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Using SPF, DKIM and DMARC for email authentication

Understanding SPF, DKIM, and DMARC: Essential Email Authentication Methods

In the realm of email security, SPF (Sender Policy Framework), DKIM (DomainKeys Identified Mail), and DMARC (Domain-based Message Authentication, Reporting, and Conformance) are three crucial standards used for authenticating email messages. They play a significant role in preventing email spoofing and phishing attacks. Let's delve into each of these technologies to understand how they contribute to securing email communication.

NOTE: All SPF, DKIM and DMARC records are automatically added and enabled in your VE.Host hosting account.

SPF (Sender Policy Framework)


SPF is an email authentication method designed to prevent spammers from sending messages on behalf of your domain. Through SPF, you can specify which mail servers are authorized to send mail on behalf of your domain by editing the DNS zone for your domain.

How it Works

- DNS Record: You can publish SPF records in the DNS (Domain Name System) for your domain. These records list the authorized mail servers.
- Email Verification: When an email is received, the recipient's mail server checks the SPF record of your domain to verify if the email comes from an authorized server.


- Reduces the chances of spammers successfully spoofing your domain.
- Improves the deliverability of legitimate emails.

DKIM (DomainKeys Identified Mail)


DKIM provides a way to validate a domain name identity that is associated with a message through cryptographic authentication.

How it Works

- Digital Signature: The sending mail server attaches a digital signature linked to the domain to each outgoing email.
- Public Key: A corresponding public key is published in the domain's DNS records.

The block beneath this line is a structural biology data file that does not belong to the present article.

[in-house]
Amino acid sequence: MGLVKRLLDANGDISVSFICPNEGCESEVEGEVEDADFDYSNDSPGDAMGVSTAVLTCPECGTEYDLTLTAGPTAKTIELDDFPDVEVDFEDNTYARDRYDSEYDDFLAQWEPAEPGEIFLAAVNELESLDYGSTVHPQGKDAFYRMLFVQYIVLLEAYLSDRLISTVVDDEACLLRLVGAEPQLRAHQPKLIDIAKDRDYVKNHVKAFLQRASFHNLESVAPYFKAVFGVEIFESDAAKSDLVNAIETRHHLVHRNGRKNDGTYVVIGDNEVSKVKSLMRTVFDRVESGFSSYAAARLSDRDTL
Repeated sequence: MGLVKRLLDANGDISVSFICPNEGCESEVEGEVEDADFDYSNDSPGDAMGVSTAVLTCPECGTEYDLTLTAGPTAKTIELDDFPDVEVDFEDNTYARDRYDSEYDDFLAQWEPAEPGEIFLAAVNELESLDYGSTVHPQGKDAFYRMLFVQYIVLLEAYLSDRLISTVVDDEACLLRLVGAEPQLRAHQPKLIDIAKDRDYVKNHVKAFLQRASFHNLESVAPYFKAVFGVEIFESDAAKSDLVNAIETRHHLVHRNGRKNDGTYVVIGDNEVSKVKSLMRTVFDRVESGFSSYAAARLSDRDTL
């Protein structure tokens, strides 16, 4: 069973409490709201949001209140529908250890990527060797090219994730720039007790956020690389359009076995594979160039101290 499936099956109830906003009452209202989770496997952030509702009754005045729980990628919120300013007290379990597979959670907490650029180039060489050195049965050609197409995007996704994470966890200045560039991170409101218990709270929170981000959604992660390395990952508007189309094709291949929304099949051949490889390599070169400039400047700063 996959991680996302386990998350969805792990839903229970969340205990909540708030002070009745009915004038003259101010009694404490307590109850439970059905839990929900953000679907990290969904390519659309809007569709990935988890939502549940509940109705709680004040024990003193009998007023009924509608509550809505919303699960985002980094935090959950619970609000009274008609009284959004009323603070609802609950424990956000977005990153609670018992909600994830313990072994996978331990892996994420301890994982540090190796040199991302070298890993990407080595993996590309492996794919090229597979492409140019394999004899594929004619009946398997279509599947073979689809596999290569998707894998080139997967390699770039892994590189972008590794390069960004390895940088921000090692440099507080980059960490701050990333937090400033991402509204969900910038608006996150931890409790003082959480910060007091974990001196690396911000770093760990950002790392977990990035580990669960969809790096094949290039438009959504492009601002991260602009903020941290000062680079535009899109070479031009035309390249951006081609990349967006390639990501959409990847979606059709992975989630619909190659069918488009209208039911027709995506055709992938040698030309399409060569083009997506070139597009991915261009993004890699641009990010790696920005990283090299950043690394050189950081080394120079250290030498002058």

- Email Verification: The receiving server uses this public key to decrypt the signature and verify the message's integrity and origin.


- Ensures the content integrity of the email during transit.
- Validates the domain identity, reducing the risk of email spoofing.

DMARC (Domain-based Message Authentication, Reporting, and Conformance)


DMARC builds upon SPF and DKIM. It allows domain owners to publish policies in their DNS records that define their email authentication practices and how receiving mail servers should handle mail that doesn’t comply with these practices.

How it Works

- Policy Publication: A DMARC policy is published in your DNS records.
- SPF and DKIM Checks: DMARC relies on SPF and DKIM to authenticate emails.
- Policy Enforcement: The receiving server checks if the email complies with the domain's DMARC policy. Based on this, it decides whether to accept, reject, or quarantine the email.
- Reporting: DMARC also provides a reporting mechanism for receivers to send reports back to the senders about messages that pass and/or fail DMARC evaluation.


- Provides domain owners with control over how their email is handled.
- Improves visibility into email delivery issues and attacks on the domain.
- Helps in identifying and mitigating email spoofing.


SPF, DKIM, and DMARC are critical tools in the fight against email-based threats. They authenticate the source of emails, ensure the integrity of the message, and provide a framework for handling and reporting on suspicious emails. Implementing these standards is essential for organizations to protect their domains from being used in phishing attacks and to ensure the integrity and reliability of their email communication.

Updated on: 05/02/2024

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